By Dr. Zack Allen, ND

Dr. Zack Allen, ND

Those of us who are fortunate enough to live on the Garden Isle of Kaua‘i love to stay active. However, maintaining a healthy body free of pain and injury is a challenge shared by all Kaua‘i surfers, paddlers, hikers, runners, dancers, weight-lifters and other athletes.

The keys to injury-free fitness for active locals are proper nutrition, hydration, sufficient warm-ups and correct body mechanics. Here are some tips for maximizing success and enjoyment, while minimizing down time due to injury.

Fuel Activities with Proper Nutrition

Shopping at the various farmers markets and picking tropical fruit from our trees, provides a cornucopia of colorful plant-based nutrients that an active body needs. Be sure to fuel workouts with complex carbohydrates from leafy greens before exercising, and follow each workout with lean protein to provide muscles with the raw materials they need to stay strong.

Stay Hydrated

Here on Kaua‘i, with its warm climate and abundant sunshine, frequent hydration is essential. Fatigue, headaches, mood swings and muscle cramping can result from improper hydration. Drink filtered water from glass containers whenever possible. A rule of thumb is to drink half your body weight in ounces (e.g. 100 ounces a day for a 200 lb person), plus however much fluid you are losing through perspiration on any given day. When sweating is prolonged or profuse, remember that you are losing more than just water. Coconut water replenishes electrolytes lost in sweat.

Take Care of Joints, Ligaments

Knee injuries are common in runners, hikers and dancers. Overuse injuries result from repeated impact due to flexing, jumping and landing at odd angles. The body can typically withstand such activities to a point with good body mechanics and alignment of the spine and extremities. However, when there is point pain, this often suggests that the knees have loose or injured ligaments, allowing the knees to become unstable due to the inflammation and wearing down of its structures. The meniscus absorbs some impact in the knee, and is also prone to tearing. A qualified sports injury specialist can assess and treat most knee problems of this kind.

Use Correct Body Mechanics

Surfers and weightlifters often injure their necks, backs and shoulders. Improper shoulder mechanics can impinge rotator cuff muscles, causing tendon tears and chronic shoulder pain with weakness. This can plague athletes at any level. Competitive athletes and weekend warriors of all ages rely heavily on the integrity, strength and durability of their joints. Warming up gradually and stretching before and after working out or competing is essential, as is seeking proper care for muscle and tendon sprains, ligament strains, and tears to the connective tissues in the joints.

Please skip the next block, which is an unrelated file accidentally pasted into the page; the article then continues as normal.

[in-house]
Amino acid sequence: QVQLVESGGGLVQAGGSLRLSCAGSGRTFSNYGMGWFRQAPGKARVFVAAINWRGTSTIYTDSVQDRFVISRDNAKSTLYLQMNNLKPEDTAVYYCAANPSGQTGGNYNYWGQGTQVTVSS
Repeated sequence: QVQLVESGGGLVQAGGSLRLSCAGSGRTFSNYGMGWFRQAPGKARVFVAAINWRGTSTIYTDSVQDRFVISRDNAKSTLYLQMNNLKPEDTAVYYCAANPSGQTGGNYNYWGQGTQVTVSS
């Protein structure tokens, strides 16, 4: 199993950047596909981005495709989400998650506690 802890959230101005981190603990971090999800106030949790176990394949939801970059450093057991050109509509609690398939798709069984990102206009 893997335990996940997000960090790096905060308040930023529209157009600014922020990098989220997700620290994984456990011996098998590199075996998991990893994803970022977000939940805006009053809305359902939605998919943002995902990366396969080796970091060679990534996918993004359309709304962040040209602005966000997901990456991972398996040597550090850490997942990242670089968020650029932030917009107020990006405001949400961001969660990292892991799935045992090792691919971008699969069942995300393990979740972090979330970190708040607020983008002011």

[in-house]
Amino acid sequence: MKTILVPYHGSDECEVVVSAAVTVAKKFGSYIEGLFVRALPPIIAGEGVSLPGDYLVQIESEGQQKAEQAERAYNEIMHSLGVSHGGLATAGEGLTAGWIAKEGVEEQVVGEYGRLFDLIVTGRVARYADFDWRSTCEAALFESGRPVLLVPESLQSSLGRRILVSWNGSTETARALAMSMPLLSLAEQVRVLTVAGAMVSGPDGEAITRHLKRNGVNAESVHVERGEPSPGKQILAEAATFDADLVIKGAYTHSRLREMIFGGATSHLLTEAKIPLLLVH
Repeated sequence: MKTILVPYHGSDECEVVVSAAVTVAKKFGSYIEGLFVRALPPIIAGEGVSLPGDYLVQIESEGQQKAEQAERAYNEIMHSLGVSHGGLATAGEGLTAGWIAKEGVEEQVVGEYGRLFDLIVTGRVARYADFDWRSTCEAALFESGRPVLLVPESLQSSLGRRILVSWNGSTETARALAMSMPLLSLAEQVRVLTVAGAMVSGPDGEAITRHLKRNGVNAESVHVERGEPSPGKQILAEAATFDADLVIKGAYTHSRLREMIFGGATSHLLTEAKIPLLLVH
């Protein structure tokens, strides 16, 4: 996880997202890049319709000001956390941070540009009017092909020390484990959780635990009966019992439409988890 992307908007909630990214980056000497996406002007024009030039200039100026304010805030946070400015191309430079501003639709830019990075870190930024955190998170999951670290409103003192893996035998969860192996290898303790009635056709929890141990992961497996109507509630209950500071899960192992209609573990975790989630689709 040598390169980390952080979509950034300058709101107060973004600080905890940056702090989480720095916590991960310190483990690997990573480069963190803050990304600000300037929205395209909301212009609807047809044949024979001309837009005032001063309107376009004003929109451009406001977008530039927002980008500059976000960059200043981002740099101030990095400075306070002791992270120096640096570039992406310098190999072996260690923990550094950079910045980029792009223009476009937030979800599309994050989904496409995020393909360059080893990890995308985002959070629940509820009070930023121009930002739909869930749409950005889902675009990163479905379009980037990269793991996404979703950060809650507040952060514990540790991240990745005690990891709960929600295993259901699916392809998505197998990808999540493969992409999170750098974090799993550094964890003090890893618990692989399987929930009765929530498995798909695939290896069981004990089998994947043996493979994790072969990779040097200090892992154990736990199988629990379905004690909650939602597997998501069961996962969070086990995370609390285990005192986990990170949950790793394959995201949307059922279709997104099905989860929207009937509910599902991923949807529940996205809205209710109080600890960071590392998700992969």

Joints are able to heal faster when they are properly aligned. When joints are misaligned, stress and friction occur, much like what happens to your car when it is out of alignment. In the body, pain and weakness in the joint alert the nervous system to inhibit the strength of the muscles attaching to the injured joint. When a joint returns to proper alignment, and the ligaments are strong enough to maintain that alignment, muscles can fully engage, and the athlete can perform without pain or weakness in the joint. Effective spinal manipulation is not always adequate.

Ice Is Not Always the Answer

When a sports injury has not healed fully after several weeks of rest and homecare with ice and anti-inflammatories, it’s time to seek alternatives. Ice and anti-inflammatories are often helpful initially, but they can also prevent the joints from healing properly. Nutritional supplements such as fish oil, turmeric and proteolytic enzymes will provide better results than ice and anti-inflammatories and will help to prevent future injuries. Ice is only appropriate immediately following an injury. It’s best to alternate hot and cold applications, always ending with cold. Walking and other light exercise, when possible, allow fresh blood, oxygen and nutrients into the joints, and pump lactic acid and other waste products out of the muscles.

Ligaments and tendons have a notoriously poor blood supply, which can allow minor injuries to worsen and cause chronic pain. Effective treatments such as prolotherapy, ozone (prolozone), platelet rich plasma (PRP) and stem cell injections can regenerate your joints when they aren’t healing on their own. Regenerative injection therapy (RIT) can get you back to the hobbies, sports and lifestyle that you enjoy and value. Each of these injection types will be thoroughly reviewed in future articles.

Whether you love catching waves, working out, playing sports or dancing hula, following the guidelines discussed above, and checking in with a healthcare professional who understands the demands you place on your body, will enable you to stay in the game and heal quickly and efficiently after inevitable sports injuries.

  • Zack Allen, ND practices at the Natural Health Clinic in Līhu‘e and is currently available by appointment. Visit www.drzackallen.com for more information.

 

 


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